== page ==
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Manly Sportswear Manufacturing Inc.

Vs Dadodette Enterprises and/or Hermes Sports


GR No. 165306, September 20, 2005


The NBI secured a search warrant on March 14, 2003 from the RTC to act upon the
information that respondents were in possession of goods copyright of which belongs
to the petitioner. Finding reasonable grounds in violation of Section 172 and 217 of
RZ 8293 a search warrant was issued.
Respondents move to quash and annul the search warrant contending it is invalid and
the requisites for its issuance are not complied with. They insist common and not
among the classes protected under RA 8293.
The court granted the motion to quash declaring the search warrant null and void
because there were certificates of registrations issued earlier than MANLY for the
same sporting goods under various brands thereby negating the fact that their
products are copyrighted and original creations.
Motion for reconsideration was denied by the appellate court sustaining the lower
courts decision thus instant petition for review for certiorari.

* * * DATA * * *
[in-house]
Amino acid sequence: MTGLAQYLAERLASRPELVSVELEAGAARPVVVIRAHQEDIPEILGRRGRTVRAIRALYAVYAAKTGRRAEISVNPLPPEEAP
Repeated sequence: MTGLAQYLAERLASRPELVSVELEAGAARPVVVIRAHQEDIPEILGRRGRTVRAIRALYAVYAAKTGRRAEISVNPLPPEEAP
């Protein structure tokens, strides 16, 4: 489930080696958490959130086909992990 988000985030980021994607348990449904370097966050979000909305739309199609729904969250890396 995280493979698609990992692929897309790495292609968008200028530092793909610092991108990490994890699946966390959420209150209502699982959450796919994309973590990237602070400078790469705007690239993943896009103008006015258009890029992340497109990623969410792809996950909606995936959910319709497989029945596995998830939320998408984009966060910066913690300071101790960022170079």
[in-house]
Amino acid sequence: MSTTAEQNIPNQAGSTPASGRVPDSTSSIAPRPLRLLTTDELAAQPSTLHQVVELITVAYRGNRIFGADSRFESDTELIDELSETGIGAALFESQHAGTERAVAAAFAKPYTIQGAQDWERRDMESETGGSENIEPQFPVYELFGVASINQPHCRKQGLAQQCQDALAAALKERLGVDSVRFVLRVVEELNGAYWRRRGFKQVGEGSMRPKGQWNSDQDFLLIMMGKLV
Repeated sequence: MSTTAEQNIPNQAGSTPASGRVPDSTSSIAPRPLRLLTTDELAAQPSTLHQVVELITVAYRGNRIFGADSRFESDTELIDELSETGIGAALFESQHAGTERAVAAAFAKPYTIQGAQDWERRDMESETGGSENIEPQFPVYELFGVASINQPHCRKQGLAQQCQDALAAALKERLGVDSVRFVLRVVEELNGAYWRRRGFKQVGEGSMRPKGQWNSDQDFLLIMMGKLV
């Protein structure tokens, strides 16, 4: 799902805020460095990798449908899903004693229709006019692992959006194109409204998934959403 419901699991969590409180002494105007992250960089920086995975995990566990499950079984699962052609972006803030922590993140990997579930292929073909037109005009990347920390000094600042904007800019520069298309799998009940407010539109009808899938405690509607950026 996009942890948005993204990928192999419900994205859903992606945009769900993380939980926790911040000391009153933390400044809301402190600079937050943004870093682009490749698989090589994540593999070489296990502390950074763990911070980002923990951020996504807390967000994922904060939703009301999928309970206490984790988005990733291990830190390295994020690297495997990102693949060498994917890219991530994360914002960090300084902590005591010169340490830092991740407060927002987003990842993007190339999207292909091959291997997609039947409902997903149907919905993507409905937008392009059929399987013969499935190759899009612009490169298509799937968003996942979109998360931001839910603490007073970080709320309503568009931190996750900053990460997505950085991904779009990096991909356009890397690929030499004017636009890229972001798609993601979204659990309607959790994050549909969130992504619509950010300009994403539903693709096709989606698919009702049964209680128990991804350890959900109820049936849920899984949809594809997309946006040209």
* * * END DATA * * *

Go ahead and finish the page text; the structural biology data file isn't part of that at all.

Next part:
Whether or not the certificate of registration in favor of MANLY sustains the action
against the respondents.


The court ruled that the petitioner is not protected by the copyright law despite the
issuance of the copyright certificate of registration as it merely gives prima facie evidence
of the validity and ownership. Therefore if the there are sufficient evidence that the
copyrighted products are not original creations and are readily available in the market
under various brands, validity and originality will not be presumed therefore the trial
court has the right to quash the issued warrant for lack of probable cause. Moreover no
copyright accrues to the petitioner since Sec. 2, Rule 7 of the Copyrights Safeguards and
Regulations provides that the registration and deposit of work is purely for recording the
date of registration and is not conclusive as to the copyright ownership. It is not a proof
of copyright ownership and non-payment for registration within the prescribed period
shall only make the copyright owner liable to pay a fine.